• Butch ended up seated right behind me next to a girl from Stroudsburg, who engaged him in a long conversation as soon as she sat down. I only heard bits and pieces of what they were discussion but to me, she seemed extremely dumb. (Butch later confirmed her dumbness.) 43 minutes into the trip (how do I know it was exactly 43 minutes? You’ll find out soon…) a man a few rows behind us begins shouting at Butch and his lady friend that he was trying to sleep and that he didn’t “care where you went on vacation or when you went to Papa John’s.” (For the record, I also didn’t care about these things, I’m not just not mentally unstable.) He said that he had been up since 5 in the morning and that the last thing he needed was to hear her “yakkity yak for 43 minutes.” When the girl replied that she had been up since 3am and was just fine, the man suggested that perhaps this was because of her cocaine use. Many profanities were exchanged back and forth, much to the enjoyment of the rest of the bus passengers.
  • Several minutes later, the emergency exit window that spanned the rows Butch and I (and the girl) were sitting in, flung open as we made a wide turn. We suspect the involvement of the crazy man from the previous bullet point.
  • Oh ya, why were we on a bus instead of driving? For some reason, renting a car from Scranton is about $600 cheaper than renting one from NY.
  • When we got to the car rental place, Ushi tried to pay for it unsuccessfully with two different credit cards, both of which were declined. We can expect many jokes over the next couple of weeks about Ushi being poor and unable to pay for things.
  • In Scranton, we visited a couple landmarks from the hit TV show, The Office. One of these was the “Scranton Welcomes You” sign that is seen in the opening credits. Surprisingly, this sign is located not on the side of the road but in a mall. Apparently, this is because too many people were getting into accidents as they attempted to take pictures of the sign as they drove by, so the town moved the sign to a mall. Apparently, Scrantonians are idiots. I really hope when I get back to NY, the Empire State Building hasn’t been moved to inside a mall.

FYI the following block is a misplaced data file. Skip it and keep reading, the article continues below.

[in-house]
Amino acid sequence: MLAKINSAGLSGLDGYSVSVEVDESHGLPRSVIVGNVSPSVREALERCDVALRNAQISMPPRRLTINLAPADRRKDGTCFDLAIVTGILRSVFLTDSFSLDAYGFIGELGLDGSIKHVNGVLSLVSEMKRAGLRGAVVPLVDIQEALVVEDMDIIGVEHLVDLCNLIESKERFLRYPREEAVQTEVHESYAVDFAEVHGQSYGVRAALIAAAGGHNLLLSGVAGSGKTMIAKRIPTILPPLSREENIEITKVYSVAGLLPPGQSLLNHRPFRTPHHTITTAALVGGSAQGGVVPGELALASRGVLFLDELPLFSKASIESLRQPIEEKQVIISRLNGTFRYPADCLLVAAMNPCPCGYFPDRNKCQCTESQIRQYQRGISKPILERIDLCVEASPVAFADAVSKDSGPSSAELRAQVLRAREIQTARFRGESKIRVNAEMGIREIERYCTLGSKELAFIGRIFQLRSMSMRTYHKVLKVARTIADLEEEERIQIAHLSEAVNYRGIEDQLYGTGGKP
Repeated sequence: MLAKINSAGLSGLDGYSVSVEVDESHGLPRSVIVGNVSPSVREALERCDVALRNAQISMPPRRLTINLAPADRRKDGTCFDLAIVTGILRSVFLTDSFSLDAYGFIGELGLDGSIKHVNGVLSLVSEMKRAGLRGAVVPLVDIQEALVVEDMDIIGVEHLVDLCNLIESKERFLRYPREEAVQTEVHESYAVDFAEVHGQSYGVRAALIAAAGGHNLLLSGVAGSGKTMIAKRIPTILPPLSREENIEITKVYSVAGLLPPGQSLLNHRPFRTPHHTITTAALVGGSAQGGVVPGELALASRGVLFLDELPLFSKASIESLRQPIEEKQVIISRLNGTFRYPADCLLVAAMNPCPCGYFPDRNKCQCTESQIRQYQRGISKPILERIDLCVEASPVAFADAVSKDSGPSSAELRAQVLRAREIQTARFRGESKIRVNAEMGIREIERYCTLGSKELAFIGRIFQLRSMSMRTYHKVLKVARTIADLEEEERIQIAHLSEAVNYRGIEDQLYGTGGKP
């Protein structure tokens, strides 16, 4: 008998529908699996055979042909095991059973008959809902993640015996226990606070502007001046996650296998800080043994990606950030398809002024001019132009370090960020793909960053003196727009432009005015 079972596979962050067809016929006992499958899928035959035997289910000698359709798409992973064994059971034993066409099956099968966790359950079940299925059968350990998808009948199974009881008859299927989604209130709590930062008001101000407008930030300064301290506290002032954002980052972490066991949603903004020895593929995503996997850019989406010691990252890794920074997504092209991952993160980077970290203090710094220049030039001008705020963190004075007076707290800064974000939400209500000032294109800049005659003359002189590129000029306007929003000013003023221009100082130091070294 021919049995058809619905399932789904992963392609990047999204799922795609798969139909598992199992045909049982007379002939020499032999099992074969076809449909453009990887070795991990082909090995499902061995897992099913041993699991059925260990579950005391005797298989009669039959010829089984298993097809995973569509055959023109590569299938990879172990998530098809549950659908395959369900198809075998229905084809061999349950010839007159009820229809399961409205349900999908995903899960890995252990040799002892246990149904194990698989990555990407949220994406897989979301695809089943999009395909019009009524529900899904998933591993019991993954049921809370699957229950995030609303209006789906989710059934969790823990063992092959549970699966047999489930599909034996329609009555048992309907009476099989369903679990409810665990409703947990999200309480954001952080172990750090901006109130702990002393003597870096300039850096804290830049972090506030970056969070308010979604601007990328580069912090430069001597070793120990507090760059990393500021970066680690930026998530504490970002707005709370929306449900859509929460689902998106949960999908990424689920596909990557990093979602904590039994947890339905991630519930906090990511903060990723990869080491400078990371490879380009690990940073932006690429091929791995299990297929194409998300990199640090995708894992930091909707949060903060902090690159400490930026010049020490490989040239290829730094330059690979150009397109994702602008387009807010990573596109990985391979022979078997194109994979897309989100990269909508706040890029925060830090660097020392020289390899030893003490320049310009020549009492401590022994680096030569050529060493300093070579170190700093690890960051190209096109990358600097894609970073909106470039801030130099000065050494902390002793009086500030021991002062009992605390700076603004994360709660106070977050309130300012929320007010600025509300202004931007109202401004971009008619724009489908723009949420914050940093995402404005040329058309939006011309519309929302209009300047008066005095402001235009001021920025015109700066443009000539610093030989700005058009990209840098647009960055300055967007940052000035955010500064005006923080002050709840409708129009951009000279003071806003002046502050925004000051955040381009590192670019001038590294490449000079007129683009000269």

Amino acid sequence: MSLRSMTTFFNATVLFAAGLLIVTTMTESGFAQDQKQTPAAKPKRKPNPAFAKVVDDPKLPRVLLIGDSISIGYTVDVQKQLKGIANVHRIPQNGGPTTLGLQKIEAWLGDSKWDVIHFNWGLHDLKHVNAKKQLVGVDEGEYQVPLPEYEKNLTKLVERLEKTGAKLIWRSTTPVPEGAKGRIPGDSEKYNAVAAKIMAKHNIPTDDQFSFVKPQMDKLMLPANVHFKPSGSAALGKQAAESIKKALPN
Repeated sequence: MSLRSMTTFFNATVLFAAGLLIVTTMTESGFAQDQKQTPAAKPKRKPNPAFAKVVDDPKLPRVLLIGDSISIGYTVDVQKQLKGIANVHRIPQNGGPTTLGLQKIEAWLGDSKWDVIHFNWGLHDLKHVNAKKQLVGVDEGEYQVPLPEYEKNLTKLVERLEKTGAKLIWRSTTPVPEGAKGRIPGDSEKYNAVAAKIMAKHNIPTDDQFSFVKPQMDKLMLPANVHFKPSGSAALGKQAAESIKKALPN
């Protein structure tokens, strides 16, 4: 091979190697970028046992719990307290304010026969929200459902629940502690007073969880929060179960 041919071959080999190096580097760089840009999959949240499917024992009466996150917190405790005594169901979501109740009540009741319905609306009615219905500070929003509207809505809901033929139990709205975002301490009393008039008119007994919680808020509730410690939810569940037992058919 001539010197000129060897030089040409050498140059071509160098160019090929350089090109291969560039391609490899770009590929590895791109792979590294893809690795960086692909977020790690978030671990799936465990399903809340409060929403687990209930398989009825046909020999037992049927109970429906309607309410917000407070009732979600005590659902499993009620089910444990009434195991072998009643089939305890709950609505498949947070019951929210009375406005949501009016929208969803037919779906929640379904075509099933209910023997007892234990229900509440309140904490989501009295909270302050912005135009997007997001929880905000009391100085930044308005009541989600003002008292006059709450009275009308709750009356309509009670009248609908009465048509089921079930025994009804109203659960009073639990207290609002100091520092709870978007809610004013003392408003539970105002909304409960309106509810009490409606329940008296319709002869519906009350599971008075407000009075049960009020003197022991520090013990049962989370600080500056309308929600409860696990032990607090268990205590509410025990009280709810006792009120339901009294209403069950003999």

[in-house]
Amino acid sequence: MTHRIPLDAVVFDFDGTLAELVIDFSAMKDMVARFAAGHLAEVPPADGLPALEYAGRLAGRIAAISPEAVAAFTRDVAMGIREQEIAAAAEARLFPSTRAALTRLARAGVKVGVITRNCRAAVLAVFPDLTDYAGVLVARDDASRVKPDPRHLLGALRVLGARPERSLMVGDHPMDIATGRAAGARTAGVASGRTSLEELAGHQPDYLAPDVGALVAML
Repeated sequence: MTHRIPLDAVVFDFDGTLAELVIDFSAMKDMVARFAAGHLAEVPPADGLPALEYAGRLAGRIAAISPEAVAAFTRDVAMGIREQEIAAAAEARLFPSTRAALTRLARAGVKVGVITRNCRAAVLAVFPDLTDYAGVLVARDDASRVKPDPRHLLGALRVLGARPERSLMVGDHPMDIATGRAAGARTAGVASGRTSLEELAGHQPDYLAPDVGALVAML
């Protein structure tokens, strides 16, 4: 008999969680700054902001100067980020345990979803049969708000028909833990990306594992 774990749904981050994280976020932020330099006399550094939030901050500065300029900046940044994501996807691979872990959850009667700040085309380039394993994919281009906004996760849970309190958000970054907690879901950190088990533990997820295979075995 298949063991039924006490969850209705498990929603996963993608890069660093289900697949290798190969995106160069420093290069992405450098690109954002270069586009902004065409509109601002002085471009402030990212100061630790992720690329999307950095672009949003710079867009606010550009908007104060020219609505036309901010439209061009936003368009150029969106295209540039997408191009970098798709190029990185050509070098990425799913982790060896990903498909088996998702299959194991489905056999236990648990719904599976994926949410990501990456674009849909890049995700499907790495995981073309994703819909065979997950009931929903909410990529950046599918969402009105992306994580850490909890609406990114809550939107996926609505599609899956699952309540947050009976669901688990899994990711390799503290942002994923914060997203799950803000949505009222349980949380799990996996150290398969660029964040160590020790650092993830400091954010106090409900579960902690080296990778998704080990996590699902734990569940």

• Last road trip, it was not until a few days in that we got pulled over by law enforcement. This time, it took the better part of the day. The worst part of it is that we were about a mile from our final destination, about to exit the highway, when it happened. The asshole cop even took the time to point out the irony of this situation. Were we speeding? Probably. Did the officer have to be a total douchebag about it, though? Certainly not. The worser part of it, is that after giving us a citation, he made it seem like if we had merely owned up to speeding and shown some contrition, he would have let us go, but since we made excuses and said we didn’t realize how fast we were going, he had no choice. In my opinion, this man was an asshole. (Butch’s note: This was in fact my first ticket ever. The one other time I had been pulled over for speeding I acted real dumb and pretended to be lost and the guy felt bad and let me off with a warning. Tickets were the one exception to me extreme disbelief in superstitions, I never ever mentioned the fact that I had not yet gotten a ticket because I was sure that if I did I would get one that very day.)

Argument of the Day
This is the 1st in what I hope will be a recurring series on this trip, entitled “argument of the day,” in which we will share the best argument that occurred that day on the trip. As road trips naturally lend themselves to lively debate and discussion, we expect to have much material to include in this segment. We would love this opportunity to take our arguments to the web and let our readers weigh in.

Was Elaine a slut?

Points to consider: She is not as bad as Jerry, but she does seem to have a revolving door of men in her life. How long, on average, are we supposed to assume she has been “dating” these men that we are introduced to? On a larger scale, how long of a period of time is the show purporting to represent? Is she in relationships with most of these men or are any of these “flings?” Does the facts that she “yada yadas” sex tell us anything about her attitude towards it? To what extent can we assume sex is taking place off screen when we don’t see it or are told about it? What should we make of Jerry’s offhanded remark about her, when he says “who are any of her guys?” to George? What about her co-worker’s labeling of her as a “floozy?” (Just so you know, this argument lasted close to two hours and who knows how much longer it would have lasted had we not been pulled over.)